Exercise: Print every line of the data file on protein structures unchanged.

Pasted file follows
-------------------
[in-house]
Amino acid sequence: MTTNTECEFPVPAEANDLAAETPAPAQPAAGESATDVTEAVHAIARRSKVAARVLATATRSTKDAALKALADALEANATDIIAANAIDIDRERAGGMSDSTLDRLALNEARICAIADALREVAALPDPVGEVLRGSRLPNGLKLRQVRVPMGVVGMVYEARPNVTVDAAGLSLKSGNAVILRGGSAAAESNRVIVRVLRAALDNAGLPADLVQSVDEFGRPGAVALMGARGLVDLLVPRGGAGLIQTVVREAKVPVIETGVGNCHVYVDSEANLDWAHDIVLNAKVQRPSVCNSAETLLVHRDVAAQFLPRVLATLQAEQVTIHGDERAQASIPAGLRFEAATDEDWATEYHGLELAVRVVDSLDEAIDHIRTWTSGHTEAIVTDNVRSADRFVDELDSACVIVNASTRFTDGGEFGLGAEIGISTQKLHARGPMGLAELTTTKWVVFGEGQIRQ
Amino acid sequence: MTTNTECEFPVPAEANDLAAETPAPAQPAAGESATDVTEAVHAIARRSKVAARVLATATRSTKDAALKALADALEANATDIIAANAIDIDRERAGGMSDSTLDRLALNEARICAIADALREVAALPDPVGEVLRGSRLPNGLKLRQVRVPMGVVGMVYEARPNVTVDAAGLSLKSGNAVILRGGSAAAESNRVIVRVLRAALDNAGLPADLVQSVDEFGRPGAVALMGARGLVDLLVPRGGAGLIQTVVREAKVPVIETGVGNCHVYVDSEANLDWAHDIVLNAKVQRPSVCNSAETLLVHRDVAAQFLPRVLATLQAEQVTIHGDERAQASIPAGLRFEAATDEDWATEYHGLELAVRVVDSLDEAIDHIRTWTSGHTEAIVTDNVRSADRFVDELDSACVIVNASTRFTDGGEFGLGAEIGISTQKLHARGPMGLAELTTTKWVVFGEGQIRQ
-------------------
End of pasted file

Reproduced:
[in-house]
Amino acid sequence: MTTNTECEFPVPAEANDLAAETPAPAQPAAGESATDVTEAVHAIARRSKVAARVLATATRSTKDAALKALADALEANATDIIAANAIDIDRERAGGMSDSTLDRLALNEARICAIADALREVAALPDPVGEVLRGSRLPNGLKLRQVRVPMGVVGMVYEARPNVTVDAAGLSLKSGNAVILRGGSAAAESNRVIVRVLRAALDNAGLPADLVQSVDEFGRPGAVALMGARGLVDLLVPRGGAGLIQTVVREAKVPVIETGVGNCHVYVDSEANLDWAHDIVLNAKVQRPSVCNSAETLLVHRDVAAQFLPRVLATLQAEQVTIHGDERAQASIPAGLRFEAATDEDWATEYHGLELAVRVVDSLDEAIDHIRTWTSGHTEAIVTDNVRSADRFVDELDSACVIVNASTRFTDGGEFGLGAEIGISTQKLHARGPMGLAELTTTKWVVFGEGQIRQ
Amino acid sequence: MTTNTECEFPVPAEANDLAAETPAPAQPAAGESATDVTEAVHAIARRSKVAARVLATATRSTKDAALKALADALEANATDIIAANAIDIDRERAGGMSDSTLDRLALNEARICAIADALREVAALPDPVGEVLRGSRLPNGLKLRQVRVPMGVVGMVYEARPNVTVDAAGLSLKSGNAVILRGGSAAAESNRVIVRVLRAALDNAGLPADLVQSVDEFGRPGAVALMGARGLVDLLVPRGGAGLIQTVVREAKVPVIETGVGNCHVYVDSEANLDWAHDIVLNAKVQRPSVCNSAETLLVHRDVAAQFLPRVLATLQAEQVTIHGDERAQASIPAGLRFEAATDEDWATEYHGLELAVRVVDSLDEAIDHIRTWTSGHTEAIVTDNVRSADRFVDELDSACVIVNASTRFTDGGEFGLGAEIGISTQKLHARGPMGLAELTTTKWVVFGEGQIRQ